Warp Speed Ahead
17 November 2020
Alexi and I started cruising on a monohull. We really enjoyed that but eventually decided we preferred a catamaran (two-hulled boat). There were many things that we needed to get used to when we switched. Most catamarans are much wider (beamier) than monohulls. That means they need more room to maneuver near a dock. But, they often have two engines that are spaced very far apart, making them nimbler in close quarters.
We also quickly learned that the approach we used for selecting dock lines for the monohull was not going to work for our catamaran.
Monohull cruisers often carry dock lines that are one-half to two-thirds the length of their boat. That makes a lot of sense. A monohull approaching a marina for the night is typically assigned a slip that is about fifteen wide. A 20-foot dock line is all they need. And, that's about one-half to two-thirds the length of a typical 30- to 40-foot monohull.
But, we are never given a 15-foot slip when we approach. In fact, we rarely get a slip at all. In most cases, we are on a T-head, side tied. For a side tie, you need at least four lines. Bow and stern lines cross the boat from the hull farthest from the dock (they are shown in red to the far right and far left of the picture). Forward and after spring lines run parallel to the boat and keep the boat from moving back and forth along the dock. For most catamarans, the spring lines are deployed from midship cleats on the hull nearest to the dock. But, they can also be used from the bow and stern.
This arrangement can tolerate changes in current and tide. And, with fenders in place, the stern line can be tightened to bring the swim platform up against the dock.
Most catamarans are about twice as long as they are wide. So, a forty-foot long catamaran is about 20-feet wide. Now, that same 20 foot line that worked so well for the monohull won't even reach the dock from the far hull! It is worthless. Even a thirty-foot line may not be enough if the cleat is far forward.
At first, this problem seems to have a simple solution. Use longer lines. For example, we use spring lines that are about the width of the boat (25 feet) and bow and stern lines that are about the length of the boat (35 feet). That's 50-100% longer than recommended but works really well in nearly every situation. We've been using these line lengths for years in our home slips and as we cruise. But, there is a problem.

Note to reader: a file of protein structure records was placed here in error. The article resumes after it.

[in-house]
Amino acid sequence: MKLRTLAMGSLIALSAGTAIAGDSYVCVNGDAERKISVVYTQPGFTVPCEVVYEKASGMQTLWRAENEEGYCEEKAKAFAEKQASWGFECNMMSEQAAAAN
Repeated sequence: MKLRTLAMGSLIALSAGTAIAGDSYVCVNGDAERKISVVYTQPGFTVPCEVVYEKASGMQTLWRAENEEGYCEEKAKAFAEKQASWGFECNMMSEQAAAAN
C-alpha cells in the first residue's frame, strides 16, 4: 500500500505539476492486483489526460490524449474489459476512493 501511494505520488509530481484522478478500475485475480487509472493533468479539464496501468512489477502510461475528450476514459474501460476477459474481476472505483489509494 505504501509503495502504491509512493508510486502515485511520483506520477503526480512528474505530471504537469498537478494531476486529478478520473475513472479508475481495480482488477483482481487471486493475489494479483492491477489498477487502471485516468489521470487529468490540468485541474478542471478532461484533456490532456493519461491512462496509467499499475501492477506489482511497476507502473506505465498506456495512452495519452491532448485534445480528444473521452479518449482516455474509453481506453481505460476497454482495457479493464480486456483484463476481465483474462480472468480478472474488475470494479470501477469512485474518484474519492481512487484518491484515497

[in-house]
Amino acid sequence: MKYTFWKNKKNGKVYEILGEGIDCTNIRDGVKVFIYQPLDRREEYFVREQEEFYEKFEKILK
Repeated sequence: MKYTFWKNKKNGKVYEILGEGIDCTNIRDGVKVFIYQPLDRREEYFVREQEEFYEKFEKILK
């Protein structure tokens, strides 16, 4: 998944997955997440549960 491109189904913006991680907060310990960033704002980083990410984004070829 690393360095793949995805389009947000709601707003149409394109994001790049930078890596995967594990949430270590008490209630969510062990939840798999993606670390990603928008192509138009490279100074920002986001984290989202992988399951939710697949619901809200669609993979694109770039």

Lines that are long enough to dock and thick enough to secure a large catamaran with a lot of windage are cumbersome and heavy to pass and toss during the hectic moments approaching a new dock in a new city with a tricky wind or current. A wet, 35-foot, ¾" nylon dock line can weight 30 or 40 pounds!
So solve this problem, we use warps. In other words, we have two sets of lines: maneuvering lines (warps) for getting into position and dock lines for holding us there.
The way it works is this. We go for a forward (bow) spring warp first (green line to right). That means that the mate is standing on the bow with a relatively short (about 20-foot), lightweight (about 3/8") line cleated to our bow (the warp). As we approach the dock upwind or current, she decides if she is going to toss the warp, hand it to someone, or add a bowline and hook a cleat or pole. Once the warp is made fast on the dock, I can use the engines, current or wind to bring the boat alongside the dock. Occasionally, we prefer to back up to the dock, in which case we do the same procedure with the mate on the stern holding an after (stern) spring warp (green line to the left).
If we are going to stay for a just a few minutes (a fuel dock), we leave the warps in place. Otherwise, once we are alongside, we will set our thick (and much longer than recommended) dock lines.
Perhaps it is clumsy to carry two sets: dock lines and warps. But, the ability to use short, light lines to quickly adapt to a pole, a cleat -- or a person on shore who does not really know the difference - is worth a few extra feet of line. And bonus: we look super-salty with lots of lines hanging around the boat!